If your electricity contract allows it then reducing your demand at these specific points will result in lower transmission charges. However, knowing when Triads occur is a complex business so, to help our clients, EIC provides a Triad Alert service. We have successfully forecast each of the three Triad periods for the last 8 years, saving customers millions of pounds in transmission charges.

Pandemic continues to suppress demand

Winter peak demand is at its lowest point since 1992/93 and is now 14 GW (~24%) lower than the peak of 2010/11. There are a number of factors that have contributed to the fall in peak demand over the past decade. These include improvements to the energy efficiency of appliances, an increase in LED lighting and a rise in embedded generation.

However, in 2020 we can add another significant contributor to demand reduction. The coronavirus pandemic has led to a dramatic fall in peak demand since mid-March. Demand has increased since lockdown ended but is still lower than previous years.

National Grid are currently forecasting peak demand over the Triad period to be around 43-44 GW, slightly lower than last winter’s peak of 45 GW. The winter demand forecast looks to be flatter than previous years, making predicting when Triads will fall far more challenging. It is therefore important to receive Triad alerts from a trusted and reliable source such as EIC.

EIC’s record of Triad season success

EIC has an in-house model which has successfully forecast every triad period for the last eight years. We issue clients with comprehensive alerts advising them when a Triad is forecast, so they can reduce consumption accordingly.

Our Triad Alert Service forecasts the likelihood of any particular day being a Triad and sends alerts before 10am. Businesses can then take action to avoid high usage during these periods, while minimising disruption to everyday activity. We also monitor the market throughout the day and send out an afternoon alert in the event of significant change. The daily report can also help you plan ahead with an overview of the next 14 days alongside a long-term winter outlook.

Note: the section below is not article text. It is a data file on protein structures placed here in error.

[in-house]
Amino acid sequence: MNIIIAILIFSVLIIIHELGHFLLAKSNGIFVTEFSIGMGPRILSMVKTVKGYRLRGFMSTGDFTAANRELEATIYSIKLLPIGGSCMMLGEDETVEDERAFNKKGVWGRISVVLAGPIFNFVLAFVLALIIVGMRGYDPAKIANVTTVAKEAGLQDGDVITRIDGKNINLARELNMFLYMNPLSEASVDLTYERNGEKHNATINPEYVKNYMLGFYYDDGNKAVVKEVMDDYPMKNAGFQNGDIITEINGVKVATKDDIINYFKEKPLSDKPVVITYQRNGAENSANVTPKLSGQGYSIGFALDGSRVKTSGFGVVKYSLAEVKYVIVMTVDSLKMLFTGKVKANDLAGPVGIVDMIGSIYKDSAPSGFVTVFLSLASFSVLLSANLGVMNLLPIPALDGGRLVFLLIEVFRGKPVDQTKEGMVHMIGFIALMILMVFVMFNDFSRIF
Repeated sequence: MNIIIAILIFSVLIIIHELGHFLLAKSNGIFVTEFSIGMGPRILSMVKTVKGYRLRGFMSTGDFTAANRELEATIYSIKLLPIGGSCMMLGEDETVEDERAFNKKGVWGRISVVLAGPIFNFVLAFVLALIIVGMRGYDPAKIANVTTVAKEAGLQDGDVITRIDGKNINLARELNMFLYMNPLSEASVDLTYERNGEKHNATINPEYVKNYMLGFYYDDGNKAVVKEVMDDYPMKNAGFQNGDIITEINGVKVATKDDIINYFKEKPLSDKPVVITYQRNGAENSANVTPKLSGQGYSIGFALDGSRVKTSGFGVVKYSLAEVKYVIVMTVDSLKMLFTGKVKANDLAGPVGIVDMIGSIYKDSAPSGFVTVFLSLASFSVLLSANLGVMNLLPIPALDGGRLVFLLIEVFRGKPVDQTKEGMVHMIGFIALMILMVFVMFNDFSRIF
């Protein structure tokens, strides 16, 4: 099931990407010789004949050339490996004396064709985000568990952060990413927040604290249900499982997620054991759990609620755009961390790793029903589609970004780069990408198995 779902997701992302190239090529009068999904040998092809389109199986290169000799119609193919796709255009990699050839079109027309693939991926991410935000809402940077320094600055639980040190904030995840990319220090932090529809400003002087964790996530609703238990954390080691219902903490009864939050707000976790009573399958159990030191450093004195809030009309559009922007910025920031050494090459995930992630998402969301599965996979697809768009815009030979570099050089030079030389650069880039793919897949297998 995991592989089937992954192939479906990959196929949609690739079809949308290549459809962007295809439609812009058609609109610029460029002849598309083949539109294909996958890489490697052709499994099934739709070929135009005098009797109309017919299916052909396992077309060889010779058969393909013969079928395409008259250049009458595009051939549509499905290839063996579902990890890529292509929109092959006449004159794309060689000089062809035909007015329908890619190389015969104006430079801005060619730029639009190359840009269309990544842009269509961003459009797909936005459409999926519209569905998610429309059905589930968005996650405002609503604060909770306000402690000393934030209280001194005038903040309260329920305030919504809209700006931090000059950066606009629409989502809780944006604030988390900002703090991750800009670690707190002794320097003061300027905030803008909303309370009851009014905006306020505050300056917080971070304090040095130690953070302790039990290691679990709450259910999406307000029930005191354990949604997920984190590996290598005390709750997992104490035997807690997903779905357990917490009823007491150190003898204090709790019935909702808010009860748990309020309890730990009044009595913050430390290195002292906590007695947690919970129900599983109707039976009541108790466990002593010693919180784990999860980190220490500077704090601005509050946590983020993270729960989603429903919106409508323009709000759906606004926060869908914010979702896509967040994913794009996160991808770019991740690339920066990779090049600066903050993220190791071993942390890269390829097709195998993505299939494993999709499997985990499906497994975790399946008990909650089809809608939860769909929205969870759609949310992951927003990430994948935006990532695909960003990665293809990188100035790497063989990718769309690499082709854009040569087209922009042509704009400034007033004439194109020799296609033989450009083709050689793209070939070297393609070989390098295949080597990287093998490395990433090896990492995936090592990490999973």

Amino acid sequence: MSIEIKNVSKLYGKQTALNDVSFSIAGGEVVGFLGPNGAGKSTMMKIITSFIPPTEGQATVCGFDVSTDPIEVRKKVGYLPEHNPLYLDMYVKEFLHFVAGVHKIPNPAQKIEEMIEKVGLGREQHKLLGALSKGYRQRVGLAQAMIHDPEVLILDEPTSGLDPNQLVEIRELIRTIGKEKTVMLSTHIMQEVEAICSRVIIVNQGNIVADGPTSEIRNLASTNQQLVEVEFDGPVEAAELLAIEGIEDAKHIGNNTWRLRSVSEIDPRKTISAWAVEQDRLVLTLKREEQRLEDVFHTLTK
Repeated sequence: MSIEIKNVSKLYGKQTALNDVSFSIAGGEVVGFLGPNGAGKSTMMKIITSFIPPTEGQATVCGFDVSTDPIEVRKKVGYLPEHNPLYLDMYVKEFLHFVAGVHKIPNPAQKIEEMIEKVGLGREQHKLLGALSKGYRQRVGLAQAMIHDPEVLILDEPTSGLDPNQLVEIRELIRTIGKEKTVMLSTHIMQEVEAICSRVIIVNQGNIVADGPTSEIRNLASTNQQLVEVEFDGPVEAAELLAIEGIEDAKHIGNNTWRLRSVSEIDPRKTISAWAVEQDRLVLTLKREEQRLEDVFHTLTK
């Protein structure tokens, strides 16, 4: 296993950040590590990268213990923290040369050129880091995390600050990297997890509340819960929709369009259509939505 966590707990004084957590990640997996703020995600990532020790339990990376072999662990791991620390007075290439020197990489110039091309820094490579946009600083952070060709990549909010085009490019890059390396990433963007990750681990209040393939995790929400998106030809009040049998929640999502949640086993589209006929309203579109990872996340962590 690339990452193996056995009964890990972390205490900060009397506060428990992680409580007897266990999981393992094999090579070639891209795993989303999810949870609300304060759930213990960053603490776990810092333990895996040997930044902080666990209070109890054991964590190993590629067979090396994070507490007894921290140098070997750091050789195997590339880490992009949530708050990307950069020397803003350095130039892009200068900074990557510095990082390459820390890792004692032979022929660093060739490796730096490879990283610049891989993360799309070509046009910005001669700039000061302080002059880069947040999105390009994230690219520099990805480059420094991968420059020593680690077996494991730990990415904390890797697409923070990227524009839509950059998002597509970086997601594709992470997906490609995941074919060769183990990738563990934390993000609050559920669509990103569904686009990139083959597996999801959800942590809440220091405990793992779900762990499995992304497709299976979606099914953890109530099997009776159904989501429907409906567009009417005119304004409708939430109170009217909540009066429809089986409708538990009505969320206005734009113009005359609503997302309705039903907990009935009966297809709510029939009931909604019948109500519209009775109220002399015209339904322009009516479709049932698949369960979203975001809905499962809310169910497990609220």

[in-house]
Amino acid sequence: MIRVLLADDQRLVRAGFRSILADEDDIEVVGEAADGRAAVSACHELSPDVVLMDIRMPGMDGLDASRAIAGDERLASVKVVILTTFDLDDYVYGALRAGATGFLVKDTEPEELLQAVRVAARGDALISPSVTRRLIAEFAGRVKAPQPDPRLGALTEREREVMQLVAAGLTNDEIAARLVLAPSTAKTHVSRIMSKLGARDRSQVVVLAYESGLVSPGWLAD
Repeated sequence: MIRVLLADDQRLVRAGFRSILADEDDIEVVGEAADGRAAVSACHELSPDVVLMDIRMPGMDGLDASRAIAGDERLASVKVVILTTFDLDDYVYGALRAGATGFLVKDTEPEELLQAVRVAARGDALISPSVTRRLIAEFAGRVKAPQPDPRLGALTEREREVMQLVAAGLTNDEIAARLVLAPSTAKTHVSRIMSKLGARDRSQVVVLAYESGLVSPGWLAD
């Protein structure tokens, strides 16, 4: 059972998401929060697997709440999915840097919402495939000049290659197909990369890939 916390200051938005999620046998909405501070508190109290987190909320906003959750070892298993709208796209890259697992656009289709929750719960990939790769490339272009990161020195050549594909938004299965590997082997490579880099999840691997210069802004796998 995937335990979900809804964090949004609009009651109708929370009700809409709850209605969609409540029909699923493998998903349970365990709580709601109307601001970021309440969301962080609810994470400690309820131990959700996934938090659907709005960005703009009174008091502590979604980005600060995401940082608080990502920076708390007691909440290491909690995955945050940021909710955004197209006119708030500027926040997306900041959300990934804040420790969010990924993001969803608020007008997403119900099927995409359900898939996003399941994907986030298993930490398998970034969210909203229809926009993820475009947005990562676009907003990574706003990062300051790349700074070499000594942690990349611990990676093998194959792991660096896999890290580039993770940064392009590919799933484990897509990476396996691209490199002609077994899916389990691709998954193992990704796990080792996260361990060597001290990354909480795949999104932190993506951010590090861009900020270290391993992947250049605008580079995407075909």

Calling daily alerts would generate a 100% success rate, however this could have a negative impact on our clients. Organisations would incur major damage to revenues if required to turn down their production each day for 4 months ‘just in case’ and at EIC our aim is to provide as few alerts as possible. Over the 2019/20 Triad period we called just 13 alerts while the average supplier issued over 20.

Triads granted extra year

In December 2019, Ofgem published their final decision on the Targeted Charging Review (TCR). The main outcome of this decision is that, from April 2021, the residual part of transmission charges will be levied in the form of fixed charges for all households and businesses. However, as a result of the coronavirus pandemic Ofgem has decided to delay this by a year. This provides an extra opportunity for consumers to benefit from Triad avoidance before TCR changes arrive in April 2022.

With the TCR, Ofgem aims to introduce a charge it considers fair to all consumers, not just those able to reduce during peak periods. For the majority of consumers these changes will lead to a reduction in transmission costs. However, for those who are currently taking Triad avoidance action it is likely that their future costs will rise.

How we can help with Triad season

We have helped hundreds of clients avoid these transmission costs by providing them with the tools needed, giving EIC an enviable track record in Triad prediction.

Last year, our customers cut demand by an average of 41% compared to standard winter peak-period half-hour consumption – resulting in significant cost savings. Clients who responded to our Triad Alerts, saved on average £180,000. Our best result last winter saw a client saving nearly £1 million in TNUoS charges.

The Triad season starts on 1 November. Find out more about our Triad Alert service.

Can a flexible energy system lead us to net zero?